Throughout his career, Korean auteur Kim Ki-duk has been a director known to explore the extreme poles of human experience. The divide in his work, in the style and content of one film to the next, is often so sharp that it is hard to believe that they are the works of the same man. At one extreme there are films marked by a harsh nihilism, pictures driven by anger and degradation. And at the other end there are contemplative, peaceful works - films that, while they acknowledge that the world is a dark place, find beauty and hope in human fragility.
With his eighteenth film, Pieta, Kim attempts something new. He fuses the poles together. But make no mistake, there is no middle ground to be found here, the extremes in no way cancel one another out; instead, both live in a sort of uneasy balance.
Lee Kang-do (Lee Jung-jin) is a brutal debt collector, a lone wolf operating entirely without conscience and positively brutal in his efficiency. The scheme is simple. Money is lent to poor tradespeople at a rate they cannot possibly afford to repay, with the borrowers forced to sign insurance policies against future injury and loss of income with Lee's employer the beneficiary. And when they inevitably cannot pay, it is up to Lee to cripple the debtors and collect on the policy.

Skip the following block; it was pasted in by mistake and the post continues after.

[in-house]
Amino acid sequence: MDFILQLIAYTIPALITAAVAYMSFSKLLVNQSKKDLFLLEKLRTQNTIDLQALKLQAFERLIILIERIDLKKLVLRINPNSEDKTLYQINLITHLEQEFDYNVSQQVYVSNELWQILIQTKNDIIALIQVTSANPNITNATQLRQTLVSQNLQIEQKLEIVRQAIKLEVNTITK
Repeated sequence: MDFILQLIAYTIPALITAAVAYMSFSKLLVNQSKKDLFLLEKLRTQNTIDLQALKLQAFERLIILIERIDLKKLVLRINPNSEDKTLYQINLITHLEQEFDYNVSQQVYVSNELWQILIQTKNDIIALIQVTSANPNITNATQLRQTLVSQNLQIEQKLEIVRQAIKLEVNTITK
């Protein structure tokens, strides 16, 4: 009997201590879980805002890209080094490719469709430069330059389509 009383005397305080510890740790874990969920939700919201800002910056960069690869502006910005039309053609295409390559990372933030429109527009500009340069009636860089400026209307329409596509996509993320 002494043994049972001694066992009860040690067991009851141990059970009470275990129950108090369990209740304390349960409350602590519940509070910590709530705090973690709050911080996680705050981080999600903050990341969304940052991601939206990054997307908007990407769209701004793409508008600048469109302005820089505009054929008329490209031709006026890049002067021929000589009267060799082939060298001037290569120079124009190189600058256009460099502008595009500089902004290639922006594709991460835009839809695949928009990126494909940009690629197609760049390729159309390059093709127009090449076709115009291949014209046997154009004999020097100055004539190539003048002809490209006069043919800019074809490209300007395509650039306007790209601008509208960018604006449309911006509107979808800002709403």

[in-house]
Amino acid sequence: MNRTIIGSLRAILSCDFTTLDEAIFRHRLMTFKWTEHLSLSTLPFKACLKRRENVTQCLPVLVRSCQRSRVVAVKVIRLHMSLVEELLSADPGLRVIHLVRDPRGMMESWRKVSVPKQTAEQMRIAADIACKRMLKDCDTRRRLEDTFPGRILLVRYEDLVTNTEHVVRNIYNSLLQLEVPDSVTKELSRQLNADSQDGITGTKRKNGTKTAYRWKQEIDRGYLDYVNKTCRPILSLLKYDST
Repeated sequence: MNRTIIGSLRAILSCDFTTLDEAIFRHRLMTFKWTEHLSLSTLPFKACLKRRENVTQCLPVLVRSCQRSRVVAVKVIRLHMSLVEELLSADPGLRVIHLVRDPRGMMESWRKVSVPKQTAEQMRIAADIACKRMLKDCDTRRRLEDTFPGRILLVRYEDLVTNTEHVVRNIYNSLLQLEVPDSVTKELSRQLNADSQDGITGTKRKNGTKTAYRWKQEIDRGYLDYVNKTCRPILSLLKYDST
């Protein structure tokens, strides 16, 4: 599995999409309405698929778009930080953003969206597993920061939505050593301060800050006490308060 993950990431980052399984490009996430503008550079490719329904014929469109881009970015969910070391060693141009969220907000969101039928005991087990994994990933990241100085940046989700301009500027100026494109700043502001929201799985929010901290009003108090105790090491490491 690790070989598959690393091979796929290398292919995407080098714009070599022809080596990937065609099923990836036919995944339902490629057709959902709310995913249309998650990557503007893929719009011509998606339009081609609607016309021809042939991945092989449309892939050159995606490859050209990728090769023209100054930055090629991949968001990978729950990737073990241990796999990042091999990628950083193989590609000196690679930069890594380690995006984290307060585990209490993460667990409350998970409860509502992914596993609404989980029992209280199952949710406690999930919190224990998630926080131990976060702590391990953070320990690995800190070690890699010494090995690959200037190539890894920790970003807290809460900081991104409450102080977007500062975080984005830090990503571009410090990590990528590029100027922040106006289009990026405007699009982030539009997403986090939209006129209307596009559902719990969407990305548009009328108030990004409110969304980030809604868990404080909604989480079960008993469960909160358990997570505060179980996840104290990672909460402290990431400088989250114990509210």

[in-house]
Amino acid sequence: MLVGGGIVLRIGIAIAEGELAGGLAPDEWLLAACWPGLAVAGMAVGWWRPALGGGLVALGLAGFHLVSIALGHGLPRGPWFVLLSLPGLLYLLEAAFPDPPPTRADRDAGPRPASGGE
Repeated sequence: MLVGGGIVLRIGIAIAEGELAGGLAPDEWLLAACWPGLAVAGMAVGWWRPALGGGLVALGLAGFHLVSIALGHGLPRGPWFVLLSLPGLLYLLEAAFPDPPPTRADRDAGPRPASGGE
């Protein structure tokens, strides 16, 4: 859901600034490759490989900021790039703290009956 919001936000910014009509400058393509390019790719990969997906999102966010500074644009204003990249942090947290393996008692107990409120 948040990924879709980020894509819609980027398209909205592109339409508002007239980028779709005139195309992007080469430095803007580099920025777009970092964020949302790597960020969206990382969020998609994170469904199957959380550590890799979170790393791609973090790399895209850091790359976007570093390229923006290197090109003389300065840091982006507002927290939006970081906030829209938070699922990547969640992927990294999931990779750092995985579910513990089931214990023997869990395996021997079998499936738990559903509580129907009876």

Lee is perfect for the job. Cold hearted and more than a touch sadistic, his future victims live in fear of the day he arrives at their door. He seems entirely devoid of any sort of humanity, completely unreachable and immune to any supplication. That is until the day that a mysterious woman (Cho Min Soo) follows Lee home claiming to be the mother who abandoned him at birth. The immediate result - as with all things involving Lee - is shocking violence. But when she persists, when she simply refuses to leave no matter what abuse he may heap upon her, Lee undergoes a curious transformation. One that leaves him more human but also far more vulnerable.
A filmmaker never afraid to challenge convention and notions of good taste, Kim loads Pieta with troubling, shocking and even offensive imagery. This is not even remotely a film for the faint hearted. But he does it all for a point, playing out a sort of savage redemption story, a film that begins with an unspeakable monster and then sets itself the task of finding that monster's humanity while asking what happens to the monster when he realizes that that is, in fact, what he is.
Though he is very much his own beast, Kim can also be very fairly looked at as a sort of Korean equivalent to Lars Von Trier. He is a master provocateur playing out his own neuroses and obsessions on the big screen. Like Von Trier, Kim never says anything quietly when he can shout. And like Von Trier, his films don't always work. But when they do ... well, when they do Kim is capable of creating work that disturbs and troubles and finds beauty in unexpected places. This is one of those films.
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